New Study Confirms Therapy Dogs Reduce Stress for College Students
The results of a new University of British Columbia study concluded that dog therapy sessions are good for students' health and wellness
Animal lovers have long suspected that a little canine quality time was good for the soul, and now science has confirmed it – for students in particular.
The results of a new study done by researchers at the University of British Columbia concluded that the college students who spent time at drop-in dog therapy sessions experienced a boost in feelings of wellness and a reduction in overall stress. The study, as reported by Science Daily, indicates that playing with pups is not only popular with the students, it’s also beneficial to their health. This finding was seen across gender.
“Therapy dog sessions are becoming more popular on university campuses, but there has been surprisingly little research on how much attending a single drop-in therapy dog session actually helps students,” Emma Ward-Griffin, the study’s lead author and UBC Department of Psychology research assistant, told Science Daily. “Our findings suggest that therapy dog sessions have a measurable, positive effect on the well-being of university students, particularly on stress reduction and feelings of negativity.”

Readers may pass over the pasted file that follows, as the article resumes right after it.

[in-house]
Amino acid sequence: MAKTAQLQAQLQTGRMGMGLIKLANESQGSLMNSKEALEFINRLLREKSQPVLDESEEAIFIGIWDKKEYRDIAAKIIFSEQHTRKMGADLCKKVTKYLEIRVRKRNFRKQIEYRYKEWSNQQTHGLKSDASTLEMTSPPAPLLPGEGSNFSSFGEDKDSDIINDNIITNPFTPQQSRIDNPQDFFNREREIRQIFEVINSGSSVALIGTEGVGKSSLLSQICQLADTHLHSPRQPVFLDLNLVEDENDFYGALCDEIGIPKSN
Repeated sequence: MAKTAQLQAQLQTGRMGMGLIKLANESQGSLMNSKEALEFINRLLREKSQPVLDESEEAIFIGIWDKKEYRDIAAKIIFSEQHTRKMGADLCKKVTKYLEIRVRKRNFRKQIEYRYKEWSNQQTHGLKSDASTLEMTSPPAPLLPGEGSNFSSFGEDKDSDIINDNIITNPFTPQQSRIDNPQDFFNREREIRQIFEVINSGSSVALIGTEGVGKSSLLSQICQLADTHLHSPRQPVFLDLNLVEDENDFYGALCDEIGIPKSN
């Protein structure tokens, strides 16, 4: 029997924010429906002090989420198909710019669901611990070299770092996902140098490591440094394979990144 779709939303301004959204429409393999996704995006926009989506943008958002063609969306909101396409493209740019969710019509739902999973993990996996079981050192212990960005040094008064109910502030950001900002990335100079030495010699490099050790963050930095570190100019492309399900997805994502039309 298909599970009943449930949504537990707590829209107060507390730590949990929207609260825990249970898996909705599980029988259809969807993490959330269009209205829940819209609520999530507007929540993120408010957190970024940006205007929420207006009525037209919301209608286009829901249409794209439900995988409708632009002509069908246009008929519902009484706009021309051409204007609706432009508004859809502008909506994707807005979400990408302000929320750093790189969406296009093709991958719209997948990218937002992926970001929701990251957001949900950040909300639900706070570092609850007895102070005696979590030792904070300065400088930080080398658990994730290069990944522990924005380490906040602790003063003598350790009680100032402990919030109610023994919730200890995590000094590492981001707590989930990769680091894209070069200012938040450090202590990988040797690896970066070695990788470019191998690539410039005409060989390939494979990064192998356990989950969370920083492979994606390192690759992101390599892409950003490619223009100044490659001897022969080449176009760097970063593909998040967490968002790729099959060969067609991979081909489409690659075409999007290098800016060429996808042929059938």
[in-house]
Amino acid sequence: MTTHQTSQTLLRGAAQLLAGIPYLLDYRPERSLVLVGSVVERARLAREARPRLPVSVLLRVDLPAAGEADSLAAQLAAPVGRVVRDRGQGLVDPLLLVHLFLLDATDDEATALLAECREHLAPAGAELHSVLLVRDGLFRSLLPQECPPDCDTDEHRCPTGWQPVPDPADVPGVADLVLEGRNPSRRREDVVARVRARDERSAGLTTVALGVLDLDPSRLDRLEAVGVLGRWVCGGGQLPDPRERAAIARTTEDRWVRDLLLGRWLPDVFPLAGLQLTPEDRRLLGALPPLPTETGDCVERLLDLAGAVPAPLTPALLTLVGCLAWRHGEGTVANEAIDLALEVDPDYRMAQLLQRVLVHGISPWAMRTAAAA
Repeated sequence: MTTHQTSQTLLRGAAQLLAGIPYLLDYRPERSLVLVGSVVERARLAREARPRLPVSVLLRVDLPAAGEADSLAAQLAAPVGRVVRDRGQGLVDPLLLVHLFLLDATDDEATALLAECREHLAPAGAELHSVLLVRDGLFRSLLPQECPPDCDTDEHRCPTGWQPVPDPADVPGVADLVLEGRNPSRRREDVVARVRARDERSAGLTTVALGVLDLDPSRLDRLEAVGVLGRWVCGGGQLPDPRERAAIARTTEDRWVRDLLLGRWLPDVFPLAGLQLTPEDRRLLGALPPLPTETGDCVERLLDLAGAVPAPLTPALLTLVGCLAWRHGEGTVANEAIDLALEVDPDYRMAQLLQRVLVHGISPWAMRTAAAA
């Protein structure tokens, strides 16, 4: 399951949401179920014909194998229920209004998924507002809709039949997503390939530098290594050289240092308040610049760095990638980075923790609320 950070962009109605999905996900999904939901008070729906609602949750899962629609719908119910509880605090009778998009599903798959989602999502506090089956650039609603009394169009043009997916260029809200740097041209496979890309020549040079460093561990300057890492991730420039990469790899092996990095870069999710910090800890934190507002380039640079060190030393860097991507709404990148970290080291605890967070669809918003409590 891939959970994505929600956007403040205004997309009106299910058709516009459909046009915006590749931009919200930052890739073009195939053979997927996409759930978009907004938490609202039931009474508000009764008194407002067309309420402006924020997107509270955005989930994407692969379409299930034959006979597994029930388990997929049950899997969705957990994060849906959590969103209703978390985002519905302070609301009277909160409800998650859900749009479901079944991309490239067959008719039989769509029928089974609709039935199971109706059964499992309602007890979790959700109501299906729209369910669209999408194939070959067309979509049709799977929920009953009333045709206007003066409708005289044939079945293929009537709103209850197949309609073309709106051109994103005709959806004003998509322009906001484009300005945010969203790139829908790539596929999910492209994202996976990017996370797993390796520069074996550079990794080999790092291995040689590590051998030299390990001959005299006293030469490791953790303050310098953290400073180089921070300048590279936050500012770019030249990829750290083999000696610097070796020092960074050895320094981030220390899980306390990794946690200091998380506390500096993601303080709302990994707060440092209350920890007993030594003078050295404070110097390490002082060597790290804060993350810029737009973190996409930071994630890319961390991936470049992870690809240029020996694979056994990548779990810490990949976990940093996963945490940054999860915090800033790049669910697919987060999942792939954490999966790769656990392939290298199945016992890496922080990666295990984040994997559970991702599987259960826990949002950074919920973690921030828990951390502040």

The study, which published on March 12 in the journal Stress and Health, involved 246 students who were surveyed before and after they dropped by therapy dog sessions. The young participants were given free access to pet, cuddle with and talk to seven to 12 therapy dogs. Additionally, they filled out questionnaires right before and right after hanging with the dogs, as well as 10 hours later.
According to researchers, these young adults reported a notable increase in happiness, a significant reduction in stress and a surge of energy right after their sessions with the pups. Although the reported feelings of happiness and satisfaction weren’t long-lasting, researchers say other effects have clear, positive advantages.
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“These sessions clearly provide benefits for students in the short-term, so we think universities should try to schedule them during particularly stressful times, such as around exam periods,” Assistant Professor of Psychology at UBC and the study’s senior author, Frances Chen told Science Daily. “Even having therapy dogs around while students are working on their out-of-class assignments could be helpful.”